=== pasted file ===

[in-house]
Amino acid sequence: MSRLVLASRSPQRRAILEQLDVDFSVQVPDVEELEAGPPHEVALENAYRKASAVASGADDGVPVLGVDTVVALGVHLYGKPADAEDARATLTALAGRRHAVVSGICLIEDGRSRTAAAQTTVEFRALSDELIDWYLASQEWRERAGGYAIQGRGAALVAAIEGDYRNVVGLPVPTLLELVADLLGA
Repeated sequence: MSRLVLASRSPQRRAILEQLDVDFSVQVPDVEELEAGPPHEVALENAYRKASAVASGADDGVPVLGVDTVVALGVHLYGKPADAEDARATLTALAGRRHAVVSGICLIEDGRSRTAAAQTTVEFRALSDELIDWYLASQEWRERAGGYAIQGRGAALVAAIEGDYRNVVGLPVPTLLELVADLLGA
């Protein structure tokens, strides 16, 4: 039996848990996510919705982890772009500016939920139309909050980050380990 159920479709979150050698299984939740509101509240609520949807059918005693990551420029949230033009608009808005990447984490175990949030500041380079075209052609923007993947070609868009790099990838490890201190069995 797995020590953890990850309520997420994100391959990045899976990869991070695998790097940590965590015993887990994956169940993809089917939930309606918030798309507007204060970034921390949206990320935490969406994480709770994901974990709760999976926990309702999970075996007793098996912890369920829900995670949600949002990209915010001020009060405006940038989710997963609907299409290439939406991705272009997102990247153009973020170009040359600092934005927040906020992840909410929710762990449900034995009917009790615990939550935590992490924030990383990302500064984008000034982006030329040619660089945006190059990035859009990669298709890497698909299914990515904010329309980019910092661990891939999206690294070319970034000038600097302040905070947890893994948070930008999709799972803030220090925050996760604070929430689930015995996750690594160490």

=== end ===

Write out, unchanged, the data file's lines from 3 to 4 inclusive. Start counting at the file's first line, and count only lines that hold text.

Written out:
Repeated sequence: MSRLVLASRSPQRRAILEQLDVDFSVQVPDVEELEAGPPHEVALENAYRKASAVASGADDGVPVLGVDTVVALGVHLYGKPADAEDARATLTALAGRRHAVVSGICLIEDGRSRTAAAQTTVEFRALSDELIDWYLASQEWRERAGGYAIQGRGAALVAAIEGDYRNVVGLPVPTLLELVADLLGA
């Protein structure tokens, strides 16, 4: 039996848990996510919705982890772009500016939920139309909050980050380990 159920479709979150050698299984939740509101509240609520949807059918005693990551420029949230033009608009808005990447984490175990949030500041380079075209052609923007993947070609868009790099990838490890201190069995 797995020590953890990850309520997420994100391959990045899976990869991070695998790097940590965590015993887990994956169940993809089917939930309606918030798309507007204060970034921390949206990320935490969406994480709770994901974990709760999976926990309702999970075996007793098996912890369920829900995670949600949002990209915010001020009060405006940038989710997963609907299409290439939406991705272009997102990247153009973020170009040359600092934005927040906020992840909410929710762990449900034995009917009790615990939550935590992490924030990383990302500064984008000034982006030329040619660089945006190059990035859009990669298709890497698909299914990515904010329309980019910092661990891939999206690294070319970034000038600097302040905070947890893994948070930008999709799972803030220090925050996760604070929430689930015995996750690594160490």